Maserati has been making cars called "Quattroporte" almost continuously since 1963, with the nameplate going through six iterations so far.
Enthusiasts commonly refer to the fourth-gen Quattroporte, built between 1994 and 2001, as "The Gandini One."
The name, of course, refers to none other than designer Marcello Gandini, best known for his work under Nuccio Bertone from 1965 until 1980. Unfortunately, by the time the old Master started work on the Quattroporte project, he had become kind of an overblown parody of himself.
Over a quarter of a century on, his Quattroporte's boxy, chunky wedge design is an appreciated classic, but in 1994 it was almost laughably behind the times... Much like the car's underpinnings, which still derived from the Biturbo sports saloon.
The Quattroporte carried over the latest evolutions of the Biturbo's 2 liters and 2.8 liters twin-turbocharged V6 engines, with the 330 HP 3.2 liters V8 derived from the fearsome Shamal joining the range later in 1996.
Alejandro De Tomaso, the Argentinian entrepreneur who saved Maserati in '75, first sold 49% of Maserati to the Fiat group on May the 19th 1990, and then all his remaining stock in 1993. The development of the Quattroporte, which debuted at the Turin Motor Show in April 1994, mostly took place during this transitional period. Due to budgetary constraints, the Quattroporte's bodyshell was based on the four-door Biturbo platform with 50mm added to the wheelbase, resulting in a car considerably smaller than a contemporary BMW 5 Series. This in itself may not have been a problem, but, as the Quattroporte retailed for Mercedes S-Class money, all the leather and walnut in the world could not compensate for its cramped interior and lack of standard features. But if there's something the brave Quattroporte buyer got in abundance, it was firepower!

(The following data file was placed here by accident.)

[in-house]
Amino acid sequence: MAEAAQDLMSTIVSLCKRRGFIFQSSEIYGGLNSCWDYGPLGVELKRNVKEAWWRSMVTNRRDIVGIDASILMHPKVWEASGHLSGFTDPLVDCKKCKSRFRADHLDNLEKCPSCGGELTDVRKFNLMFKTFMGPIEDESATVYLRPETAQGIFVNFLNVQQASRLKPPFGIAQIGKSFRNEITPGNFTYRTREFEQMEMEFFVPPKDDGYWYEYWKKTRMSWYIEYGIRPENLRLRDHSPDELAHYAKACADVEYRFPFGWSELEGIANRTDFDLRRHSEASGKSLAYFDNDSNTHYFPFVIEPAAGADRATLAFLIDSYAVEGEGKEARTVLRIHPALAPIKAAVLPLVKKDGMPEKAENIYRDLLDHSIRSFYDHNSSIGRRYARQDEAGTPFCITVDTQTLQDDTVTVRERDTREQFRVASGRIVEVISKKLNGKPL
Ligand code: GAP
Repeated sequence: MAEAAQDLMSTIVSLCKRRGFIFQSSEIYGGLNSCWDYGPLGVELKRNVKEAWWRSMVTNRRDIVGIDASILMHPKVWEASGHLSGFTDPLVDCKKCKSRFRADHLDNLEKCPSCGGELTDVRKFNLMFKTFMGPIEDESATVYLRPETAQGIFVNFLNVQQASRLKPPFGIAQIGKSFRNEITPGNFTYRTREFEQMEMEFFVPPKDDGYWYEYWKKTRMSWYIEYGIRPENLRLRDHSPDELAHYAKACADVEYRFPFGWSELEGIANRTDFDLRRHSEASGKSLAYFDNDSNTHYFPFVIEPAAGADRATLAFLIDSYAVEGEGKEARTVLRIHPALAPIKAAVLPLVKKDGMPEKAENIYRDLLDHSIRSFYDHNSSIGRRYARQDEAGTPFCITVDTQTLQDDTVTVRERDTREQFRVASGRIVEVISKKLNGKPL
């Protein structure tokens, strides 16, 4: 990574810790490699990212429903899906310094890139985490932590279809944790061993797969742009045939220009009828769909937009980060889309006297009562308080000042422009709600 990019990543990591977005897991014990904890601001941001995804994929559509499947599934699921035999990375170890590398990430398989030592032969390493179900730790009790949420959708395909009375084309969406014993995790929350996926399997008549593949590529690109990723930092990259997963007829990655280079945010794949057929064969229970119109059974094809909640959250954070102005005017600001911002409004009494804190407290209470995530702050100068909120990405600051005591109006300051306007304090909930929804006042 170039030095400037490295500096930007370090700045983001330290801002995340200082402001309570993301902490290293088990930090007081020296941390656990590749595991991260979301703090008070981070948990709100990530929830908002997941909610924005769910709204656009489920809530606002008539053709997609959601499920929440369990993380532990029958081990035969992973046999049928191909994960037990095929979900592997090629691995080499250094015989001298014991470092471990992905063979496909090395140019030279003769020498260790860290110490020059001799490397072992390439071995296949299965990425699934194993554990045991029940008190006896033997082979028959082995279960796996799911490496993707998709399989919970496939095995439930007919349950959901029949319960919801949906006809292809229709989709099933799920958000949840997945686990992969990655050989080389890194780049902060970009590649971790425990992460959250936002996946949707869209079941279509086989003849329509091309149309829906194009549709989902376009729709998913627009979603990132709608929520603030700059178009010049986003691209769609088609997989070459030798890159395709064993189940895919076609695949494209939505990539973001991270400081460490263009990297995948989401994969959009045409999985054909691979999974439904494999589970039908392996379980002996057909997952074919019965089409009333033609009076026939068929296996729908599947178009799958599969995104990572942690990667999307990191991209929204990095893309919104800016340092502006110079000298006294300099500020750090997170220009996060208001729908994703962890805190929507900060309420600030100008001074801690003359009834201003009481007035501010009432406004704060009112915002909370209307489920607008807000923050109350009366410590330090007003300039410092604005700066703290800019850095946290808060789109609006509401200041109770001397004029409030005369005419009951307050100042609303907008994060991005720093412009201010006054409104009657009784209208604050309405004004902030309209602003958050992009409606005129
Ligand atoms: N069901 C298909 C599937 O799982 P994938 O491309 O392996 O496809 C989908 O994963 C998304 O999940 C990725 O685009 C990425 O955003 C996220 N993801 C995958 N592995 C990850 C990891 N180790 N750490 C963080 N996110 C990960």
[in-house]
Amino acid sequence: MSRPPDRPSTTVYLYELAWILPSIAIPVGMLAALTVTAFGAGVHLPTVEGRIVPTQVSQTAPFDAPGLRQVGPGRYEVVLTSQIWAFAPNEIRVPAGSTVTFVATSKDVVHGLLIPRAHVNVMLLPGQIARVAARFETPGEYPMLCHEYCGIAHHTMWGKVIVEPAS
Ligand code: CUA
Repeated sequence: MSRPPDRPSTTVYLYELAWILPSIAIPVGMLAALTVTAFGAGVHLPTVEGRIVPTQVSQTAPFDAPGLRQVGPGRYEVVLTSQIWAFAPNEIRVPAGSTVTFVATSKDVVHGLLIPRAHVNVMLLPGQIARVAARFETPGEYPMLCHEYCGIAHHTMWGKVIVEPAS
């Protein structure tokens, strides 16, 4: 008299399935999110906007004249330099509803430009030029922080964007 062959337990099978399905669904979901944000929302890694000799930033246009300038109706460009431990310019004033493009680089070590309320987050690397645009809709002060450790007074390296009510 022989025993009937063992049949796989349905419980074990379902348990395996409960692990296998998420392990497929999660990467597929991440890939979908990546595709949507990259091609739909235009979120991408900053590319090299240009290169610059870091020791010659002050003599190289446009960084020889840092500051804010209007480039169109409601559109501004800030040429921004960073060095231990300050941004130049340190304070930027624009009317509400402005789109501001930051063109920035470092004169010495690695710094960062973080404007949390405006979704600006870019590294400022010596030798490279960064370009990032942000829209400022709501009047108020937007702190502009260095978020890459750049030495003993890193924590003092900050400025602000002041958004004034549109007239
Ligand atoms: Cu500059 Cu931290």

The Evoluzione largely failed to reignite market interest in the model, which was quietly dropped in March 2001 after just 731 cars were built.
The Quattroporte carried over the latest evolutions of the Biturbo's 2 liters and 2.8 liters twin-turbocharged V6 engines, with the 330 HP 3.2 liters V8 derived from the fearsome Shamal joining the range later in 1996. In July of '97, 50% of Maserati passed under Ferrari control, which marked a complete overhaul of Maserati's products and processes, resulting in the improved Quattroporte Evoluzione of 1998. Although the new car looked pretty much identical to the previous model, Maserati claimed over 800 components were either new or modified. The Evoluzione largely failed to reignite market interest in the model, which was quietly dropped in March 2001 after just 731 cars were built. Total production of the Quattroporte over its seven years lifespan amounts to less than 2400 cars, making it quite an exclusive modern classic today.